This style of knife blade is popular foriking, where the thickened edge of the blade helps protect the spine of what you are chopping. When doing chores around the house or at home, a chisel grind is ideal.

When wanting a flatter blade, a steeper grind can be desired. Both are effective in giving you what you want out of your knife! stonewashed, serrated, drop point, bread breaker, etc.

Triple hollow grind

A triple hollow grind is one of the most common blade Grinds used in fixed blade hunting. This is a slow, steady grind that takes patience to execute.

When using a triple hollow grind, you must hold the knife straight while grinding. You must also match the Grind depth to your thickness of meat or threat you are hunting.

A thick piece of meat or threat will require a deeper Grind depth than a thinner piece of meat or threat. When holding the knife with an upward hand angle, when grinding, the flow of the steel will be more efficient and produce a deeper Hole in which it hits the object being hunted.

Full flat ground

Full flat ground is the most common blade grind. This is the same as having a regular 5-voor-and-inhaling backcountry knife, except the heel and tip are both flat ground.

This style of blade is very easy to maintain, as the thickness of the blade helps protect the rest of the knife. Because of this, many long knives are maintained by reusing their sheaths or by storing them in a different style of holder.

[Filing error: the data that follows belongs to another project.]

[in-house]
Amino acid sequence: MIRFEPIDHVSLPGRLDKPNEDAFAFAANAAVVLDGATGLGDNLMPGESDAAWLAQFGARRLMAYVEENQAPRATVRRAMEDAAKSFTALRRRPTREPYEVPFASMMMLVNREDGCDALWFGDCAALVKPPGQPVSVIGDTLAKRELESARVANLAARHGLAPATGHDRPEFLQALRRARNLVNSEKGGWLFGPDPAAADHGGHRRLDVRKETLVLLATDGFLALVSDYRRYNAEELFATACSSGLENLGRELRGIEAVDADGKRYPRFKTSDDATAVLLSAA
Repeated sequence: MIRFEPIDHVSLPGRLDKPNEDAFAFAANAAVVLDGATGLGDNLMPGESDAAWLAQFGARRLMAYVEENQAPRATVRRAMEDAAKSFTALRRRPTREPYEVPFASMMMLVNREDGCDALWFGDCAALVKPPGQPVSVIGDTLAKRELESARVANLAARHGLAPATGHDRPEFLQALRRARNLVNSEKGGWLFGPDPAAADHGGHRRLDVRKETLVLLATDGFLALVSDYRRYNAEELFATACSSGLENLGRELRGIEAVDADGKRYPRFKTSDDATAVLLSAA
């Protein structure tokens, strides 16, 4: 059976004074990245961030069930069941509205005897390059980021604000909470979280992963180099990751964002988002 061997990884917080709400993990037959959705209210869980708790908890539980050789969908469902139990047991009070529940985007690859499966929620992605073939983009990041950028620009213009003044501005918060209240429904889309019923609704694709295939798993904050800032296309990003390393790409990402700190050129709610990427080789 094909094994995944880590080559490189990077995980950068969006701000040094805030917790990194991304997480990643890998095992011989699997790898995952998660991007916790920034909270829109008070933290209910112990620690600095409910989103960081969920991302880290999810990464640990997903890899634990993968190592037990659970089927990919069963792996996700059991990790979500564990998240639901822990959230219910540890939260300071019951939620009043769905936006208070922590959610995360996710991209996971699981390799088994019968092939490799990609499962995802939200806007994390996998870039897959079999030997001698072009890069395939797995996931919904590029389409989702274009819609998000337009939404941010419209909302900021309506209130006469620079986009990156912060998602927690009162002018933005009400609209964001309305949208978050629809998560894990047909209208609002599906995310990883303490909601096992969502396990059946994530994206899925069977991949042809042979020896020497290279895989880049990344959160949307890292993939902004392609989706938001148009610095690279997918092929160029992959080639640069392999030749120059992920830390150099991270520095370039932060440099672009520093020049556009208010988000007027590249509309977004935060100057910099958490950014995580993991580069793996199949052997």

Because these knives have no concave or convex parts, it is very easy to make a quality tool out of stock. You can make plain ol’ daggers, double daggers, and other cutting styles. You can even create machine gun grips!

These blades are very cost effective option if you do not want to upgrade your current knife.

Sloping shoulder ground (Sashimono-style ground)

Sloping shoulder ground is a traditional knife blade grind. In this style of knife blade grinding, the thin edge is thicker than the thicker back.

This allows you to create a longer and sharper edge on your knife. When doing this on a thick blade, like blade height, it must be done carefully, or the thick blade may break.

There are two types of slope shoulder grind: straight, and convex. Convex blade grounds look like a convection oven-to-blade roast potato shape. You can either cut through it directly, or use a peice of meat as the meal is taken out of the pot and placed onto your knife.

Double bevel

Double bevel is one of the more unusual blade grinds formats. It refers to the creation of a second, deeper concave or convex surface on the blade.

Double beveled blades tend to have a greater thickness at the base, where it becomes thinner and less dense. This is due to the fact that this is where the force from cutting needs to develop before it has to be distributed toward the tip, which requires more force to open and close.

This procedure can be either up or down-bound, it does not matter as long as there is a bevel on both sides of the knife.